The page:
Cold Case: ‘Come clean,’ mom of missing Sabrina Long urges accused kidnapper
Nearly three decades after Sabrina Long disappeared, news of an arrest in the case jolted her mother and sister.
Long, a graduate of Southwest High School in Macon, vanished without a trace at age 19 in August of 1991.
The GBI now says the cold case trail has led its agents to a former schoolmate of hers, Melinda Pogue McSwain.
Investigators tipped off Sabrina’s mother, Sue Corley, and younger sister, Melissa Long, shortly after McSwain was arrested Oct. 18 while visiting the Mercer University campus.
“When they told us it was a woman,” Corley, 70, said Wednesday, “she and I both were like, ‘What?’”
The mother and daughter’s lips were sealed, though, until word of the arrest hit the news the next day.
“We haven’t gone through this for 27 years to mess anything up now,” Corley said.
For nearly three decades, they could only imagine what happened to Sabrina, a talkative brunette who worked at The Bibb Company.
“The constant wondering. ... You never stop thinking about it,” Sabrina’s sister, Melissa, who is 45, said the other day. “You never stop mourning it.”
Melissa Long, who works at a bank in Dublin, said her emotions about the McSwain arrest and what it may mean run the gamut: “I’m mad. I’m pissed. I’m scared. I’m hurt.”
The shocking development breathes new energy into their quest to find answers to questions that have dogged their lives.
Neither Corley nor Melissa Long remember McSwain, who was a year behind Sabrina at Southwest High in the late 1980s.
“I don’t know who she is or how she relates to my sister,” Long said.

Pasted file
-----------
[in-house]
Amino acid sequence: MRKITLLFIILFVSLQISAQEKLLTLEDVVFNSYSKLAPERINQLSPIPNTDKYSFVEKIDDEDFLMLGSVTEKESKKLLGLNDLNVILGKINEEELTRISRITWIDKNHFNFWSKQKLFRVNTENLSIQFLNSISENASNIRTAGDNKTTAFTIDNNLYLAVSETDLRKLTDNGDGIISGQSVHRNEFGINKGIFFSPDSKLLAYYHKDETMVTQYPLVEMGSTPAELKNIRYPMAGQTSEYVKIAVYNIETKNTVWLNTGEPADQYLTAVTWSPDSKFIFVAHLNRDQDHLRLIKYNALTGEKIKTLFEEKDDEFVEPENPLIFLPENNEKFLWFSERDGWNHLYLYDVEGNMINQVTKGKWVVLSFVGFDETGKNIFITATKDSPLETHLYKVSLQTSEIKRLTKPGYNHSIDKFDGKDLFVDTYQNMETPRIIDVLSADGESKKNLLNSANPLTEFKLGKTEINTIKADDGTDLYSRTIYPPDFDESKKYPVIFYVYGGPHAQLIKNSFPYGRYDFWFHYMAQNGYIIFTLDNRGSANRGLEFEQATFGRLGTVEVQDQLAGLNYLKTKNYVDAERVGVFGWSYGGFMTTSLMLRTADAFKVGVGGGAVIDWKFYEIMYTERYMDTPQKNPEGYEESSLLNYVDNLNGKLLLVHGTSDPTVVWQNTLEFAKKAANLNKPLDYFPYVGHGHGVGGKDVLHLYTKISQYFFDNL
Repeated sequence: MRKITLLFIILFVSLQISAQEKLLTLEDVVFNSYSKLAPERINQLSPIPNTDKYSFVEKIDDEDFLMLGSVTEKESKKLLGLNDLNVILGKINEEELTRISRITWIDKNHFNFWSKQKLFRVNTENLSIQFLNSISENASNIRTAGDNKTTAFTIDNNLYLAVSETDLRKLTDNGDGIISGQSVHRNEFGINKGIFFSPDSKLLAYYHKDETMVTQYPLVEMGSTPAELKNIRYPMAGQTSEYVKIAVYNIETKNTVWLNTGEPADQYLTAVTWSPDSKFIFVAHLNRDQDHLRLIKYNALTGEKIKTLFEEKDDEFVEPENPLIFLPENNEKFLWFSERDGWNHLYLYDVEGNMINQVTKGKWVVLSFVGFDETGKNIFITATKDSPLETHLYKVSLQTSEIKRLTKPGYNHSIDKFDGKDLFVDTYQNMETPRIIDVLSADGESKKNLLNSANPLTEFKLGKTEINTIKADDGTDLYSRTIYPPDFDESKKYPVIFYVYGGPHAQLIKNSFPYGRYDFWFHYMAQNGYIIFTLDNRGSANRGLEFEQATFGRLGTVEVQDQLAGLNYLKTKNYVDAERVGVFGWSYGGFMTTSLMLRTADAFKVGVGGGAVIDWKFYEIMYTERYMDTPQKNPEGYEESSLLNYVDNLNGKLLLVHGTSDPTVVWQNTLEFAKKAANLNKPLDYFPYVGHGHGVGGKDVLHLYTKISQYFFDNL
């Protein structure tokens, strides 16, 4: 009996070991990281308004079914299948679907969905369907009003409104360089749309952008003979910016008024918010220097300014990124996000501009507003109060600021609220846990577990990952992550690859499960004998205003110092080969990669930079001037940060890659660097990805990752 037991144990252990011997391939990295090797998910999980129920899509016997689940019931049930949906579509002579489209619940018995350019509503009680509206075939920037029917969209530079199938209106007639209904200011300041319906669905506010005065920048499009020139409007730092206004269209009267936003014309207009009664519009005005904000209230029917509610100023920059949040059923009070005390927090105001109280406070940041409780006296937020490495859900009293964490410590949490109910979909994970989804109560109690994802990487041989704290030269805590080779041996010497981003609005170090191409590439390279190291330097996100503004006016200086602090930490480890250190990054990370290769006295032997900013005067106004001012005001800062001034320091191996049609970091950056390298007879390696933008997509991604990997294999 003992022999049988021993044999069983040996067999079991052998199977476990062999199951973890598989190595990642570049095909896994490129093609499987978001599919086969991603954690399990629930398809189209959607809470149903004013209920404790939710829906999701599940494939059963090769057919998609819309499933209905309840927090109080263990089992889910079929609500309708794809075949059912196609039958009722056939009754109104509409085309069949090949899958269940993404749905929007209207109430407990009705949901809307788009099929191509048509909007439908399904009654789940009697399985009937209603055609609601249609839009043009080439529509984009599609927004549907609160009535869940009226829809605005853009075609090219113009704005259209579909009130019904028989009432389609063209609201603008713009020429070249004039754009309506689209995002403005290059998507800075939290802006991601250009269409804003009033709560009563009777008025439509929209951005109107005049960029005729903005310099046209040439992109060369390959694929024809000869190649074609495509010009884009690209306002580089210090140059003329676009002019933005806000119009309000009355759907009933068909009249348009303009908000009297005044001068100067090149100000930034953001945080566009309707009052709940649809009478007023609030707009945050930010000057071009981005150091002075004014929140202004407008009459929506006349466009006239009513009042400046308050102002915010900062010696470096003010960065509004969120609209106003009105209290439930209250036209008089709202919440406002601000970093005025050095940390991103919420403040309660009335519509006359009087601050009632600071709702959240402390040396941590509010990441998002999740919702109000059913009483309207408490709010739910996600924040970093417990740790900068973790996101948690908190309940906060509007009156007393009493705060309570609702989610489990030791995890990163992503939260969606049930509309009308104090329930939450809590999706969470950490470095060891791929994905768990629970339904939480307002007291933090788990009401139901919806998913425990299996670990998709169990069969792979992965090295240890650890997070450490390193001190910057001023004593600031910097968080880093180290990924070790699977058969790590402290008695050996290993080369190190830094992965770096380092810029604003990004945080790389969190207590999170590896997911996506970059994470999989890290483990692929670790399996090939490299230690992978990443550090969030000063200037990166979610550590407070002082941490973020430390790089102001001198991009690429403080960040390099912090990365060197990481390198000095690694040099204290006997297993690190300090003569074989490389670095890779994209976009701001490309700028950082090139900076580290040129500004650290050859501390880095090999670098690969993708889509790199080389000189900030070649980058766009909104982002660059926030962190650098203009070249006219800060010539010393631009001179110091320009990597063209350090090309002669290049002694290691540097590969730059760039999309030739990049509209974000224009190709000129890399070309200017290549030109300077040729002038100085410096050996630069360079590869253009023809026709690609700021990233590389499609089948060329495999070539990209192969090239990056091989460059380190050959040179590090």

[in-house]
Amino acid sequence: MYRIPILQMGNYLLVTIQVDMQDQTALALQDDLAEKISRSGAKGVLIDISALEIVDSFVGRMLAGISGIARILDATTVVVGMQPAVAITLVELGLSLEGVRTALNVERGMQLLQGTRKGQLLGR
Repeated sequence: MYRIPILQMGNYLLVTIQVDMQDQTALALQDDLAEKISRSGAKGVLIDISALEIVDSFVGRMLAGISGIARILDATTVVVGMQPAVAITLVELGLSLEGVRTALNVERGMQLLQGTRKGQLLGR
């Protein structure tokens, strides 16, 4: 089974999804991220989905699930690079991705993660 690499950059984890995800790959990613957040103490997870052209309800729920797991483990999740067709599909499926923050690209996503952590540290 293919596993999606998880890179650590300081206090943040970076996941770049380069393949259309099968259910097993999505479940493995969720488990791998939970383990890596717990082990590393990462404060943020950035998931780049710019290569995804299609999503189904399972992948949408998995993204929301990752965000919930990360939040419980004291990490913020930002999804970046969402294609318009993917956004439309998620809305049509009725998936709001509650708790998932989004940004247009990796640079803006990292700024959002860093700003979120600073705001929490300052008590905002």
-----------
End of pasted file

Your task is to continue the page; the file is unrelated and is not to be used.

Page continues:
McSwain once lived on Bloomfield Drive in Macon and, according to online records, has also lived in Kentucky and in Pierce County east of Douglas in south Georgia.
Most recently McSwain was living around the town of Broxton in Coffee County, about 90 miles southeast of Macon. Other than a DUI conviction in Lamar County in the early 1990s, she has had no other known brushes with the law.
On Twitter accounts, one of which dates back to 2011 and appears to belong to her, McSwain seems more than fond of the “Twilight” movies and actor Robert Pattinson, who plays the lead vampire.
The Twitter feeds, in fact, are almost entirely devoted to “Twilight” posts.
A bio on one of the accounts, which follows hundreds of Robert Pattinson accounts, declares: “I am sooo in love with robert pattinson i am robobbessed with him my dream is to meet him.”
‘I wanted to find my child’
Corley last talked to her daughter shortly after midnight when Sabrina phoned in the wee hours of Oct. 14, 1991. Corley had been asleep when Sabrina called. Sabrina at the time, having graduated from high school a year or so earlier, was living with her stepfather on Ashland Drive off Rocky Creek Road in southwest Macon.
On the phone, Sabrina said she was going to visit a friend who lived nearby. The friend later said Sabrina had done no such thing.
Authorities have since wondered if Sabrina may have been going elsewhere that night, somewhere she maybe wasn’t comfortable going. And out of caution, investigators guess, she may have called her mom to let her mom at least be aware she was going out. But the ambiguity has only raised more questions.